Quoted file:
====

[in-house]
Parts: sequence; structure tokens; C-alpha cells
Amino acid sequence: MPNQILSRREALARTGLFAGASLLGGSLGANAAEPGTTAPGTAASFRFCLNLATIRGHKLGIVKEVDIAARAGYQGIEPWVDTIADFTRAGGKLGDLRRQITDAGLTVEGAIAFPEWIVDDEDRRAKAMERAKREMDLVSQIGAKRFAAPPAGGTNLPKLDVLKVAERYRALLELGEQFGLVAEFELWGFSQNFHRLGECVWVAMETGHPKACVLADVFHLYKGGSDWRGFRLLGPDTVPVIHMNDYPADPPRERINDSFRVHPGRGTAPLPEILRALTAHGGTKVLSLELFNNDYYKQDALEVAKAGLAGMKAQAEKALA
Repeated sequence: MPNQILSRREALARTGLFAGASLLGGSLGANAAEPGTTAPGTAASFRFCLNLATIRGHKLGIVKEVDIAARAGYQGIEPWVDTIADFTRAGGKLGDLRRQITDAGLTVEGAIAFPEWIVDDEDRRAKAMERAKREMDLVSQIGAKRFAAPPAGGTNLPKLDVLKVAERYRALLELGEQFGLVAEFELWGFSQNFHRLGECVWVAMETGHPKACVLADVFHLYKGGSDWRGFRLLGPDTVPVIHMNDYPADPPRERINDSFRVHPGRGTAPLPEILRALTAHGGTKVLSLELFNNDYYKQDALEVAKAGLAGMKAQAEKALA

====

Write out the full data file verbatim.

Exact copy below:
[in-house]
Parts: sequence; structure tokens; C-alpha cells
Amino acid sequence: MPNQILSRREALARTGLFAGASLLGGSLGANAAEPGTTAPGTAASFRFCLNLATIRGHKLGIVKEVDIAARAGYQGIEPWVDTIADFTRAGGKLGDLRRQITDAGLTVEGAIAFPEWIVDDEDRRAKAMERAKREMDLVSQIGAKRFAAPPAGGTNLPKLDVLKVAERYRALLELGEQFGLVAEFELWGFSQNFHRLGECVWVAMETGHPKACVLADVFHLYKGGSDWRGFRLLGPDTVPVIHMNDYPADPPRERINDSFRVHPGRGTAPLPEILRALTAHGGTKVLSLELFNNDYYKQDALEVAKAGLAGMKAQAEKALA
Repeated sequence: MPNQILSRREALARTGLFAGASLLGGSLGANAAEPGTTAPGTAASFRFCLNLATIRGHKLGIVKEVDIAARAGYQGIEPWVDTIADFTRAGGKLGDLRRQITDAGLTVEGAIAFPEWIVDDEDRRAKAMERAKREMDLVSQIGAKRFAAPPAGGTNLPKLDVLKVAERYRALLELGEQFGLVAEFELWGFSQNFHRLGECVWVAMETGHPKACVLADVFHLYKGGSDWRGFRLLGPDTVPVIHMNDYPADPPRERINDSFRVHPGRGTAPLPEILRALTAHGGTKVLSLELFNNDYYKQDALEVAKAGLAGMKAQAEKALA